When we further troubleshoot cluster performance issues, we discovered that CPU resource exhaustion was primarily due to the complete occupation of CPU resources by Redis. While reviewing Redis logs, we noticed a specific audit notification indicating an automatic scan operation would be triggered after file checking. This scan would target all files exceeding 6.4 GB, regardless of whether they were set through manual operations or API calls. In Redis’ single-threaded mode, this scan would block all other requests when CPU resources were already at their limit.

Stability issue cause analysis and solutions

When troubleshooting the system slowdown, we identified that the system latency was caused by the prolonged execution time of the setattr operation, which lasted about 577 seconds. When reviewing JuiceFS code, we noticed that JuiceFS printed relevant information for each operation. This information helped us quickly locate the problematic operation and its approximate duration. However, there was a minor flaw in the logs: it only displayed the file's ID rather than its path. Although this added complexity to the problem-solving process, we successfully found the root cause of the issue.

After conducting a deeper analysis of the root cause, we also examined the PyTorch source code. We found that when PyTorch saved data, each Tensor was recorded incrementally to a zip_file. During this incremental write process, modifications to file sizes triggered a file truncate operation. This requirement to reset file sizes activated the previous scan operation, resulting in it lasting a considerable amount of time.

Furthermore, we learned that JuiceFS split files into fixed-sized chunks. Each chunk consisted of one or more slices. The length of each slice was not always the same. This implied that we could not calculate the total size of a file simply by summing the lengths of slices. Therefore, when we added or modified content at the end of a file, we needed to recalculate the overall file size. This involved traversing all the content of the file.

Faced with this challenge, we considered two solutions:

  • Avoiding incremental writes to large files by not using PyTorch’s save_checkpoint interface. Instead, data was first written to local files and then transferred to JuiceFS using a move operation. This ensured data continuity and integrity.
  • Adopting JuiceFS Enterprise Edition to address this issue thoroughly. The metadata engine performance of JuiceFS Enterprise Edition was superior, enabling more effective management of large-scale file operations.

We ultimately adopted JuiceFS Enterprise Edition. The primary consideration was that we could not entirely avoid potential issues, nor could we enforce everyone to adhere to rules avoiding incremental writes to checkpoints. On one hand, due to the involvement of numerous participants, achieving unanimous action across all members was challenging. On the other hand, with the continuous iteration and updates of community code, much of our code was based on open-source projects for subsequent prototype validations. In such circumstances, modifying others’ code was not a feasible long-term strategy.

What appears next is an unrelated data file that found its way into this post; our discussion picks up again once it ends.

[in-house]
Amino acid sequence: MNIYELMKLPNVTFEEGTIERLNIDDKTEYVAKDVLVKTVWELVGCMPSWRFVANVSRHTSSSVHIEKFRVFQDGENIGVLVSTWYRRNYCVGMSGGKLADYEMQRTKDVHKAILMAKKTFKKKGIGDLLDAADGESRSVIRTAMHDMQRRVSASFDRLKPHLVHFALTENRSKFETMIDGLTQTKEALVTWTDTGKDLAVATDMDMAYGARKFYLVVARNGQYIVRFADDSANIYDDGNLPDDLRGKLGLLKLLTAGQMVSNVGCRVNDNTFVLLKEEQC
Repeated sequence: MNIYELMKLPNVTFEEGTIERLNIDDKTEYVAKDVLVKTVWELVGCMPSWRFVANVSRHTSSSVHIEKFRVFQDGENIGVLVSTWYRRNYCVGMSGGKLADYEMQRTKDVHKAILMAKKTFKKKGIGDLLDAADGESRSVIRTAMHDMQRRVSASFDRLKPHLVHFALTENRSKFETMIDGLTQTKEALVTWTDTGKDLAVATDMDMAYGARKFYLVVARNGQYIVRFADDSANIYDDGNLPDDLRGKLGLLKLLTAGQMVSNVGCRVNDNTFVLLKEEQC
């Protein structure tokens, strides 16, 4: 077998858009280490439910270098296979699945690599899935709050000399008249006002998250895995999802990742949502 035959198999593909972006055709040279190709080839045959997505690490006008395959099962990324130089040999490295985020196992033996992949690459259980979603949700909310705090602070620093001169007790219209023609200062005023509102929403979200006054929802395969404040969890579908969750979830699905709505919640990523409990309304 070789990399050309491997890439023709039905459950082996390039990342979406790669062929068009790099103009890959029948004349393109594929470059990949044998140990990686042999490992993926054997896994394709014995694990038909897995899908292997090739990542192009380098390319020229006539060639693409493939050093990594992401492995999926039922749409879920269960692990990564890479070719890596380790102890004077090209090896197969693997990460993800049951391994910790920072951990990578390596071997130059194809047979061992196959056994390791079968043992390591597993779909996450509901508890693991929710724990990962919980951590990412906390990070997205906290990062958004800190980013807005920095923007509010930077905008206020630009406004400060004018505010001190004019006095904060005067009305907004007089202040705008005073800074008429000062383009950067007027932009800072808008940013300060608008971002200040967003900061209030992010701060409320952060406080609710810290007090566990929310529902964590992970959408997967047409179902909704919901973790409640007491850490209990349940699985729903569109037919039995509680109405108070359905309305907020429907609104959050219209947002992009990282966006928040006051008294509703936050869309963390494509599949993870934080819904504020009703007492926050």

JuiceFS Enterprise Edition’s metadata service performance

For metadata performance, our primary concern is its scalability in parallelism. The following two figures show the performance of rename and delete operations in JuiceFS Enterprise Edition, indicating the transaction processing rate (TPS) as the number of concurrent threads increases. These figures compared OSS, HDFS, and JuiceFS.

JuiceFS demonstrated a stable linear increase in TPS as the number of concurrent threads increased during rename operations, far surpassing HDFS and OSS.

JuiceFS also exhibited good performance during delete operations, with its performance significantly outperforming that of HDFS and OSS.

Based on this data, we opted for JuiceFS Enterprise Edition due to its superior scalability in handling parallel operations. Although the performance report did not provide data on truncate operations, which were of utmost importance to us, we could infer from these graphs that JuiceFS effectively scaled its transaction processing capability with increasing concurrency. It demonstrated stronger performance compared to the Community Edition. Therefore, we chose the Enterprise Edition to address the performance issues encountered during LLM training.

Challenges of petabyte-scale data migration across clouds

As the demand for GPUs increased, we gradually introduced new data centers. Due to changes in the primary data center, we needed to migrate storage from smaller data centers to larger storage systems.

JuiceFS Community Edition

The migration process mainly involved two stages: full migration and incremental migration. During the full migration stage, we primarily used offline backup methods to transfer data from S3 to the new storage system. It was essential to ensure dedicated bandwidth to avoid disrupting normal operations during data migration.